Why would you drive to Mildenhall? I mean, it’s in the middle of nowhere and there’s nothing there. Well, that’s how my lazy brain felt this morning at 7am. Getting out of bed early on a Saturday is NOT easy for me. But – Sarah and I wanted to do something together for before I travel “north” so there was nothing for it.
It turned out, as usual, to be a brilliant idea and the 10km run around Mildenhall was fabulous despite the rain. We saw the famous RAF base which has been occupied by the USAF since the 1950s, but failed to spot any treasure hidden within the dark fen soil that was doing its best to make our run as slippy as possible.
For some reason at the moment I can think of nothing better than a run in the mud and murk. And Mildenhall has plenty of that. It has been called Mouldy-hole by a few uncharitable types and has been described in “unglowing” terms by a few travelers. But is has its bright spots.
For a start there is the Mildenhall Treasure. Discovered in 1943, at least 34 items were dug out of a field and not recognized as being Roman silver until after the war. Some argue there might have been more items, with some being sold off before the British Museum got its greedy, but culturally sensitive, little mitts on them. The treasure is still there although the town’s own museum has replicas (though that is closed until renovations funded by Suffolk County Council are complete).
Parking in the Jubilee car park (from the 1977 one I think rather than the soggy 2012 occasion) we set off along the River Lark out of town towards Beck Row. We used the route set out in Walk 16 of the OS Suffolk Walks book. I love running in the country – it’s terribly fitness and wellbeing darling. But there’s something especially good about running along walking routes. It’s like listening to an audio book at x2 pace, or skipping along a film to get to the naughty bits. All the fun, but that bit faster.
This gives me another idea for A Meaning of Liff-ism:
Mildenhall (v) – To do anything at a speed beyond what is thought right and proper.
Mildenhall has a great history. Lots of quiet bits with lots of noise every now and again. It has had settlements near it since the stone age and, thanks to the habit of those living at the end of Roman Britain’s history in the late 400AD of burying their wealth in hope of better times to come (give it 800 years or so), we also know there were some pretty well-off Latin-types living around there. Anglo-Saxons had a hand there too and the town boasts a market that has been going since 1412.
Leaving the town behind it was all muddy fields and wind. Lots of wind flowing across the fens unfettered by obstacles. We were soon at West Row where we passed what looked like a fantastic pub to go to in the summer – it even looked tempting on a very overcast, wet and windy day. Unfortunately it was too early. The Jude’s Ferry pub (Suffolk Camra’s very short info on it here) has a big beer garden which fronts onto the River Lark and even has moorings for narrowboats. I must ask my friends Amy and James (see their narrow-boating lifestyle blog here – and old blog here ) how you get to it by boat. Or I could look it up – but where’s the fun in that. (Oh – alright, the web is too enticing and I have found information on the Lark here). Turns out the river was known as the Coal River as anthracite was a major trade along it, along with wine taken from King’s Lynn to Bury St Edmunds. Presumably wine imported to King’s Lynn, rather from the King’s Lynn vineyards. Apparently Jude’s Ferry marks the end of the navigable part of the river these days, although, to quote the East Anglian Waterways Association (something I have always wanted to do): “The possibility of re-opening over 2 miles of river up to Mildenhall is now being actively considered. Above Mildenhall the problems would be far greater – the river has been culverted at Barton Mills where the London to Norwich trunk road crosses, whilst there are doubts if there is sufficient water in the river today to provide for navigation. Water shortages bedevilled the navigation throughout the 19th century – only time will tell.”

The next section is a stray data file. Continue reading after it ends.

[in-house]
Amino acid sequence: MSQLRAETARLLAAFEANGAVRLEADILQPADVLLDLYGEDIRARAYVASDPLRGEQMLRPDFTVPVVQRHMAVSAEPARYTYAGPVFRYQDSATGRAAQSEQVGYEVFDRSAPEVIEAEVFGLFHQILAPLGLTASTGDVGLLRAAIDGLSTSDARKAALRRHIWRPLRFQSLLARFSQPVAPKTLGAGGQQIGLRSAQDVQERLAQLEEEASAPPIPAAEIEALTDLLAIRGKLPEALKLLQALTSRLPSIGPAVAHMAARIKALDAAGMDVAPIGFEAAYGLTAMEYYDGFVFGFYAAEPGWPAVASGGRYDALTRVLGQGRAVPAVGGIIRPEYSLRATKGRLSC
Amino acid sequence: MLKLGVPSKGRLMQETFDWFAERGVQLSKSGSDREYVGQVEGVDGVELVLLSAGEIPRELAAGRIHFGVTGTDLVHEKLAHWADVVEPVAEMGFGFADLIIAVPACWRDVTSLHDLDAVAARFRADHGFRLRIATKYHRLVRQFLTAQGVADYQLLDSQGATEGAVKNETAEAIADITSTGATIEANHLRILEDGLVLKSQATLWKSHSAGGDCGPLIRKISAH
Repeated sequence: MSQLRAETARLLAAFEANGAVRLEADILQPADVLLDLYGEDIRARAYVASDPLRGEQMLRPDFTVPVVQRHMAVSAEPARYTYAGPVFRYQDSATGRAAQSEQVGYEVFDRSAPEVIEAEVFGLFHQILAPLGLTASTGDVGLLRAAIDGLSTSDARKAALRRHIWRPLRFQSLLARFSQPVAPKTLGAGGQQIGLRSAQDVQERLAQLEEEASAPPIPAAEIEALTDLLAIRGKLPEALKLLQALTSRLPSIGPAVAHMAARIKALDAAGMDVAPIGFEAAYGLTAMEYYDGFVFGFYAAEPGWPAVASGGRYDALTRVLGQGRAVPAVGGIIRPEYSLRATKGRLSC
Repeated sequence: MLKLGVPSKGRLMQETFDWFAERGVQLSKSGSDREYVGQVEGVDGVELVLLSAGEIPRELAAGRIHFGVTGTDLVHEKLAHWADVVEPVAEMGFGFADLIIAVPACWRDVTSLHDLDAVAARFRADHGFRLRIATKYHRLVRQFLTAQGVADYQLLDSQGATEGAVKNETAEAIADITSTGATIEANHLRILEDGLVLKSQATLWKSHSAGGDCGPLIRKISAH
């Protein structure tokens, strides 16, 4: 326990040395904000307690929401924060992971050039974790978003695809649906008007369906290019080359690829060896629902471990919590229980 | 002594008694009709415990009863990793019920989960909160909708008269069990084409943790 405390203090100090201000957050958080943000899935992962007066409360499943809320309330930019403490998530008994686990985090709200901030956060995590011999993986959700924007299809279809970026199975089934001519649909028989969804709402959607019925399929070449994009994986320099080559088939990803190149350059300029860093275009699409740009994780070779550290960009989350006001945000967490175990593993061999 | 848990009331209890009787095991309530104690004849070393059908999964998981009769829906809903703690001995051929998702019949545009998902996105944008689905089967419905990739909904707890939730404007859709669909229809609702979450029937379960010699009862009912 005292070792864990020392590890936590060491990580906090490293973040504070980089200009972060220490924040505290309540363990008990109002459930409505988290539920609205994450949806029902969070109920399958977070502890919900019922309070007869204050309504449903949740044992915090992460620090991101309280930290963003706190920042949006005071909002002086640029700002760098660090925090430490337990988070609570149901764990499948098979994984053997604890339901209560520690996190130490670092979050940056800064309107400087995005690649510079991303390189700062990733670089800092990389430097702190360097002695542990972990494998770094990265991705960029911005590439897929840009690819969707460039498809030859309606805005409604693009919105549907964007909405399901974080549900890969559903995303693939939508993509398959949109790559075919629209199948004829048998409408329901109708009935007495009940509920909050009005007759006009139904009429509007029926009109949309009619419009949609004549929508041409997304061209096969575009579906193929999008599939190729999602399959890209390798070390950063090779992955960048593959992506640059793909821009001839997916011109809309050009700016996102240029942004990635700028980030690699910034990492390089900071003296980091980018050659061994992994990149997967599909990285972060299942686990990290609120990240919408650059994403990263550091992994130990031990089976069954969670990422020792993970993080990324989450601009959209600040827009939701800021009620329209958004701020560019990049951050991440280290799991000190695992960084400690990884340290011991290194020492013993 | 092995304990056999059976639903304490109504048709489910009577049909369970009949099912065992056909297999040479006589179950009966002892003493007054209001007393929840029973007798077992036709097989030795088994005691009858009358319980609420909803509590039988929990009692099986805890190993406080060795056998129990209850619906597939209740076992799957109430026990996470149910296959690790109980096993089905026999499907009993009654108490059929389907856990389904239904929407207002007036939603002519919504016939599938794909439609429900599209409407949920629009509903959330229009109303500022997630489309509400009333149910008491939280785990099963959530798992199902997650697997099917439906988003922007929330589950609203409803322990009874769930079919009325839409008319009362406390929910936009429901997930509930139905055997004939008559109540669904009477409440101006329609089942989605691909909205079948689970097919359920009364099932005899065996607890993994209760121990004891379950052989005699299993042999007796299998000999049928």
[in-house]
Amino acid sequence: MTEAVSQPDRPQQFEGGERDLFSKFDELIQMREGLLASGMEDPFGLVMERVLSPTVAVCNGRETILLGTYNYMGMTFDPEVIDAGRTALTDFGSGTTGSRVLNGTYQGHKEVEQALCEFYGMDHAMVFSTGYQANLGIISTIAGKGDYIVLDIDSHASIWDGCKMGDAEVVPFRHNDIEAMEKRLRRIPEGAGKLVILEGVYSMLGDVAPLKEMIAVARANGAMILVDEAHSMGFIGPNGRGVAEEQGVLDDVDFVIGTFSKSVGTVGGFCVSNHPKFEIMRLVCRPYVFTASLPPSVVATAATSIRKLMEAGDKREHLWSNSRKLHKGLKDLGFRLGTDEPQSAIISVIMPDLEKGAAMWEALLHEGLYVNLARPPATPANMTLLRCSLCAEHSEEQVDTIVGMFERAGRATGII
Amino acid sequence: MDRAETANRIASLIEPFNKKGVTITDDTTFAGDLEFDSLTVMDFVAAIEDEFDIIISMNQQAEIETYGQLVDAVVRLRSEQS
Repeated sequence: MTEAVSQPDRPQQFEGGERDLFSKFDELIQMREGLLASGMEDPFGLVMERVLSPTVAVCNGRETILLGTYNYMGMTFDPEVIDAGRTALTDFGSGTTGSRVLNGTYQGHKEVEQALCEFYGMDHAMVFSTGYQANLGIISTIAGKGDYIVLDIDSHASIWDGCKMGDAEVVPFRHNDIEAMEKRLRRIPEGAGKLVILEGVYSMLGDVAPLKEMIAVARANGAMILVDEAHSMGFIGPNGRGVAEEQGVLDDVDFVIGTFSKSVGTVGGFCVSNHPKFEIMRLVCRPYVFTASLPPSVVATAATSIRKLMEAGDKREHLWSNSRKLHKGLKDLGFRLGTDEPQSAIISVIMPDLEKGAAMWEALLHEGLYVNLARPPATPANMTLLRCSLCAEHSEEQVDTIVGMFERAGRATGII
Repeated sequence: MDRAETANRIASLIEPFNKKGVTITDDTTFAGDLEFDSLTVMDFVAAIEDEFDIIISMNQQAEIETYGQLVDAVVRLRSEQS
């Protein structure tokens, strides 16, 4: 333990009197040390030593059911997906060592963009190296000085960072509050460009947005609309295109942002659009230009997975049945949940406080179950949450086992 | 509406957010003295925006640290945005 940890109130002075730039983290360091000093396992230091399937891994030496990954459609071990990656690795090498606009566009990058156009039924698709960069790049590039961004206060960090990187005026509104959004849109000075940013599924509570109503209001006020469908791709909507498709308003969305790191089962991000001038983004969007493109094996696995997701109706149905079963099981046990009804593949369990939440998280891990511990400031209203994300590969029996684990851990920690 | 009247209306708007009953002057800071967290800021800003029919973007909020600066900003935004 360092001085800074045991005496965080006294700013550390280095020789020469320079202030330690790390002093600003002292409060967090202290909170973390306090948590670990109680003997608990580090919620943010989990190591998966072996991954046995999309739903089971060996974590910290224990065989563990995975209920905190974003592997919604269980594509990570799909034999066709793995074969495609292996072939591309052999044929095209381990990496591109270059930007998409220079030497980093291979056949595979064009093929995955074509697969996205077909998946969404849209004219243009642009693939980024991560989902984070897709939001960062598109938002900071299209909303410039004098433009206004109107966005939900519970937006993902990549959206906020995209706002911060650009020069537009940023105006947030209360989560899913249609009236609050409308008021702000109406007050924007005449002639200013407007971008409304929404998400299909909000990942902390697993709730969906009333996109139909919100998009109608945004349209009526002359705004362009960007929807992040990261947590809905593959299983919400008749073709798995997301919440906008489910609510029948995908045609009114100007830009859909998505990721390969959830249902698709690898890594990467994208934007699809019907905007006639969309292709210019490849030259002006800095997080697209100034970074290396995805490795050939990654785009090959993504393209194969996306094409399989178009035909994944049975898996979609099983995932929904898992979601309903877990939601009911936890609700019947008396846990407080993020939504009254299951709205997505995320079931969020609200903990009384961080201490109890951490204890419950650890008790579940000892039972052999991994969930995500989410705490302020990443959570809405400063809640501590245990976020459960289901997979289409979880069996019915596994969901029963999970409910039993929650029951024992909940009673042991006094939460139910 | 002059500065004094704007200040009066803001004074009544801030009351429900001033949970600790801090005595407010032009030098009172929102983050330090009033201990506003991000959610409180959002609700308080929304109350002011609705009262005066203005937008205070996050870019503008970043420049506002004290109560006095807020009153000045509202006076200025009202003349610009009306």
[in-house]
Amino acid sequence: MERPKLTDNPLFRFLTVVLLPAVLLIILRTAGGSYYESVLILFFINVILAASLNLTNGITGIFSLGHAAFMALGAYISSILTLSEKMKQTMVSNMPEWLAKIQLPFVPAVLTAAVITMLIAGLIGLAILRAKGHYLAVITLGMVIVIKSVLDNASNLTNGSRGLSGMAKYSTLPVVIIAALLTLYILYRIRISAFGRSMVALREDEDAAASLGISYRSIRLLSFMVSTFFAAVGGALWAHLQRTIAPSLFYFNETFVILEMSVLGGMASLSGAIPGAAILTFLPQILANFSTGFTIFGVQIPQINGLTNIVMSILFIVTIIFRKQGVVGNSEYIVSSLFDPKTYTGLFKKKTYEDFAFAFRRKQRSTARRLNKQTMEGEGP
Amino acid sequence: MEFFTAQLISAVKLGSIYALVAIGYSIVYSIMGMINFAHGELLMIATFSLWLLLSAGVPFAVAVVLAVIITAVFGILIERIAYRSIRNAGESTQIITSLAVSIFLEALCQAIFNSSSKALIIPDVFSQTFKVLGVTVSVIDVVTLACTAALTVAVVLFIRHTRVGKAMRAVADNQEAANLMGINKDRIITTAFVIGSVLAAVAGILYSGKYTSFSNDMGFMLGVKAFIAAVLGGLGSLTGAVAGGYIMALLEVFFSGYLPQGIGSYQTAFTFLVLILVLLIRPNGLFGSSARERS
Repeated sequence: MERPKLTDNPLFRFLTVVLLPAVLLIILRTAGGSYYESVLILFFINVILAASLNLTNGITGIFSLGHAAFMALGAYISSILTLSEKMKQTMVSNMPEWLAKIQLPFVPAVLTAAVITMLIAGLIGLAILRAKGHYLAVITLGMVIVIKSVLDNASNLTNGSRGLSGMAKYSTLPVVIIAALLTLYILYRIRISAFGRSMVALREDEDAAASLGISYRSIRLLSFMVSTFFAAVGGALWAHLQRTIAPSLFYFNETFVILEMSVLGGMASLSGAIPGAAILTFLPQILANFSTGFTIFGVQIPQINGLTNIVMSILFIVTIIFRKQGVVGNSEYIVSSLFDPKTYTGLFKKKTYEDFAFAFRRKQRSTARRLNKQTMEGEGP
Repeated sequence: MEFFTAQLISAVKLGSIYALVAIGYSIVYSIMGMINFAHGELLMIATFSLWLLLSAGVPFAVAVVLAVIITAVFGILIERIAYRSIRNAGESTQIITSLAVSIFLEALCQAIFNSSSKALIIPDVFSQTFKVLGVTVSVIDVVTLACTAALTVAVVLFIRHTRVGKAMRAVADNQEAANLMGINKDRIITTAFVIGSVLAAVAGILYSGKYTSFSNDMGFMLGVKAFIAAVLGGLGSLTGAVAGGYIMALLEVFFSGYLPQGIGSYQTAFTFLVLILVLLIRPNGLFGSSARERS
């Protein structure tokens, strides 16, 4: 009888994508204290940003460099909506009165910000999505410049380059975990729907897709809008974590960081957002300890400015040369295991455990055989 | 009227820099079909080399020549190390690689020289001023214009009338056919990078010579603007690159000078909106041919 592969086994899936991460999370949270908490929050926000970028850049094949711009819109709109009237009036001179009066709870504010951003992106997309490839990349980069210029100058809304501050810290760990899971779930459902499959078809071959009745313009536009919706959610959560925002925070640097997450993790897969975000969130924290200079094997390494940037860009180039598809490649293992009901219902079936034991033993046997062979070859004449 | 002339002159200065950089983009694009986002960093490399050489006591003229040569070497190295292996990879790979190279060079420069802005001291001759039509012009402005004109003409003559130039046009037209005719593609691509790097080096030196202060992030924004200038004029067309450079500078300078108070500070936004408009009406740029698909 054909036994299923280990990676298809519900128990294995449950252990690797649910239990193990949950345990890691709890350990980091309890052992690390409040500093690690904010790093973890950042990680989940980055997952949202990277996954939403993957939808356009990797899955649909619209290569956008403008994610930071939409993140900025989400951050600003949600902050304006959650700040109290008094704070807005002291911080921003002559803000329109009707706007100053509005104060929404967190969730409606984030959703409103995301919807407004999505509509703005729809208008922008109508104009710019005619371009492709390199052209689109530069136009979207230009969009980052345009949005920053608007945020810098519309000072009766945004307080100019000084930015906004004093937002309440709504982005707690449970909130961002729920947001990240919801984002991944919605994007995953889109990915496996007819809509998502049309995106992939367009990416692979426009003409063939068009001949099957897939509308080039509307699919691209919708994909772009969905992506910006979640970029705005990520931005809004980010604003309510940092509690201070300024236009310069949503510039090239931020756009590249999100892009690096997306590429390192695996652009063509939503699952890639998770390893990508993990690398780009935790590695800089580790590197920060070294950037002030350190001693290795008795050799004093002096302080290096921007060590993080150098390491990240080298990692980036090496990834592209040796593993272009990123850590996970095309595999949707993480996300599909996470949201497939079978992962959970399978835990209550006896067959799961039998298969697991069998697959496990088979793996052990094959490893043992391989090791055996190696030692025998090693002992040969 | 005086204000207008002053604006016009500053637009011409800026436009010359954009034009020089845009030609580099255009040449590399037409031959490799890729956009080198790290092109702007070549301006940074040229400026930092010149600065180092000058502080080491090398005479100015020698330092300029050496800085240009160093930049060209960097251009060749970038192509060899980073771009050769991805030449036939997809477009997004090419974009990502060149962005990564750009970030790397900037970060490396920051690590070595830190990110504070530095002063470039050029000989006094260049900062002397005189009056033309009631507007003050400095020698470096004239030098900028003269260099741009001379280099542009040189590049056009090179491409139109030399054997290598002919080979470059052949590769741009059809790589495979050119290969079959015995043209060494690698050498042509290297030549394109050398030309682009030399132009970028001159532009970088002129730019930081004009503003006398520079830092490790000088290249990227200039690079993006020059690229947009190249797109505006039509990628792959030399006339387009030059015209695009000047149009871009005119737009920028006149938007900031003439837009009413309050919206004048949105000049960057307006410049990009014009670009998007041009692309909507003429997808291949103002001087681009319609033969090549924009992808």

After that it was back towards Mildenhall via some ultra windy fields (passing a very somber-looking pillbox, a vestige of the Second World War. Here’s a link to a painfully detailed website about Suffolk’s defenses)
Thankfully the village of Worlington offered itself as a windbreak and we slip-slided our way into its beautiful grounds and passed its two graveyards. The first graveyard is within the old grounds and has tombstones dating back hundreds of years, covered in a patina of moss and lichen. The whole village is very beautiful and worth a look. There is even a house (Worlington House in fact, I think – I was beginning to lose my grip on reality as my lack of breakfast started to take its toll on blood sugar levels) which has an enormous, wooden dragon sculpture at its entrance.
Once out of the village we crossed the old Cambridge/Mildenhall branch line railway which had a short lifespan from 1885 until it closed in 1964. It’s fun to see the engine sheds and platform, along with the station attached (now a private house) sitting alone in fields half a mile from the town itself and free of any visible rail link to anything else.
Arriving back at the parking place of Jubilee we had a quick tea at the craft fair, trying to hide our Very muddy legs, and then drove home, happy to have managed to do all that and still get home for 11am.
And now? Well, I am preparing to travel to Svalbard in Norway tomorrow to help gather information and pictures for the Arctic Research Programme – a National Environment Research Council funded polar programme. Never thought I’d say that.